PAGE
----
Half a century ago, California made a revolutionary promise: there would be a seat in college for anyone who wanted it.
On June 10, this promise was further advanced with the groundbreaking for the new Sacramento City College Davis Center at UC Davis West Village. The Davis Center will be the first community college extension built on a UC campus and a permanent home for Sacramento City College.
“We are very excited to be part of this partnership in higher education,” said Don Palm, dean of the Sacramento City College Davis Center. “This will be a great opportunity for students who normally wouldn’t have had access to higher education to see that they do in fact have a place at the universities.”
Scheduled to open in spring 2012, the new Davis Center is expected to enroll more than 2,000 students in its first semester.
These community college students will see their courses integrate with programs and activities at a major research university, and will be able to participate in student life at UC Davis, including clubs and undergraduate research.
Admission into the Davis Center, as with all Los Rios colleges, requires only that a student be 18 years of age. The cost of tuition is $26 per unit; a vast difference compared to the $3,994 a UC Davis student pays per quarter in registration fees.
The partnership between UC and Los Rios also offers students a transfer program that gives qualified community college transfer applicants written guarantees of admission to UC Davis.
“With this program, students are more likely to transfer into UC Davis, but we have sent many others to schools like UC Santa Cruz,” Palm said.
UC Davis is also expected to benefit from this partnership. The community college faculty will offer remedial courses to incoming UC Davis freshmen required to take them. The Davis Center’s extended range of foreign language courses, including Punjabi, Persian and Korean will also be available to interested UC Davis students.
The Los Rios district plans to replace the existing college center in South Davis with a new facility in UC Davis’ West Village, a 205-acre development planned as one of the world’s first large-scale “net-zero” communities.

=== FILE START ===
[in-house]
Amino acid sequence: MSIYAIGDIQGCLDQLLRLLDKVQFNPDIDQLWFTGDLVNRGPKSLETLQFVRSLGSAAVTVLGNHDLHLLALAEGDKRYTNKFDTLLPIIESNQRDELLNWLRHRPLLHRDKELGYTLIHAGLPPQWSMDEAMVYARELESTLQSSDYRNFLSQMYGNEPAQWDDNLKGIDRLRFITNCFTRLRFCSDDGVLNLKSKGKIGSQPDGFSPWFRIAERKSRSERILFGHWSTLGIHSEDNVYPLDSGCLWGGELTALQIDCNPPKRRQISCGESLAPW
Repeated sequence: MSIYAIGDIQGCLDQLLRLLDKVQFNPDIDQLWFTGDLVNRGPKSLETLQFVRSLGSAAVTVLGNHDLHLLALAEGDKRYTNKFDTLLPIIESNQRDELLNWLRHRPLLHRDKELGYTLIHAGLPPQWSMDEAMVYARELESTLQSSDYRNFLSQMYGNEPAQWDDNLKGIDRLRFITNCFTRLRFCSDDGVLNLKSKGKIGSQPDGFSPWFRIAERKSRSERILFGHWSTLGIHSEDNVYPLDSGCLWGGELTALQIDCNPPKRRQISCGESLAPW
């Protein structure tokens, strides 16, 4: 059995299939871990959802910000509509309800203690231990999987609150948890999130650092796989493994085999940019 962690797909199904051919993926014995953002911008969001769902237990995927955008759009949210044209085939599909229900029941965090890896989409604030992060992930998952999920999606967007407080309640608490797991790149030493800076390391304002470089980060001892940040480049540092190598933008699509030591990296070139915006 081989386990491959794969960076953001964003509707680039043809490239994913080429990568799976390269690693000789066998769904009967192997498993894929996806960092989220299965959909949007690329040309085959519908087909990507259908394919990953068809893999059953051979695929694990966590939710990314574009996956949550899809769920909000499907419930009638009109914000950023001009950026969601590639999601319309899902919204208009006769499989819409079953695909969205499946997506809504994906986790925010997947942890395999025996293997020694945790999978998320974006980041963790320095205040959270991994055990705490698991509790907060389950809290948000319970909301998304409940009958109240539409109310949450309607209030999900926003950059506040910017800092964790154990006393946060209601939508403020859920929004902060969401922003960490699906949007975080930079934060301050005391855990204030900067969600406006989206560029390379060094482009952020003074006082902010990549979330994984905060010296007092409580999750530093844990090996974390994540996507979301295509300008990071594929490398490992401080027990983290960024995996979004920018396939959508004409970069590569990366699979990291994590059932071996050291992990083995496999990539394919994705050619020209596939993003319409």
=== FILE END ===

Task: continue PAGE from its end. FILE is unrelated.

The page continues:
This means that the community, which includes student apartments, below-market housing for faculty and a recreational facility, will generate as much energy as it uses on an annual basis.
Student housing at West Village will be available only to UC Davis students and will begin leasing as early as fall 2011.
As for the Davis Center, the two-story Sacramento City College will include 11 classrooms, a computer lab, an art studio, a career technology center, administration office and counseling space.
“The very core of West Village is education,” said Mary Hayakawa, executive director of Real Estate Services for UC Davis in a statement last year.
According to UC officials, the university’s goal is to build affordable housing where students, faculty and staff can live in close proximity to the main campus.
This promise for equal opportunity was part of the California Master Plan for Higher Education, an initiative from 1960 that aimed to open doors to low-cost higher education and transform California into an economic powerhouse.
The new Sacramento City College Davis Center hopes to advance the master plan by increasing the number of community college transfers to a four-year university.
Even so, many worry that California can no longer continue its commitment to the master plan in the current financial crisis.
However, the construction of the $12.4 million center is funded through the Los Rios Community College district with Measure A bond proceeds, as approved by Sacramento voters in the 2002 election.
“No state funds are being used to develop West Village,” said Pat Turner, Vice Provost of Undergraduate Studies at UC Davis.
For the past 50 years, California colleges and universities have attracted and created new technologies, industries and jobs – supporters of the initiative hope that opening more doors to higher education will once again revive California’s economy.
“We hope that this partnership will serve as a model that could be exported to other UC and Cal State campuses,” Turner said. “Many community college students are first generation, and often they set more modest goals than they have to. We are hoping to inspire more folks to pursue higher education.”
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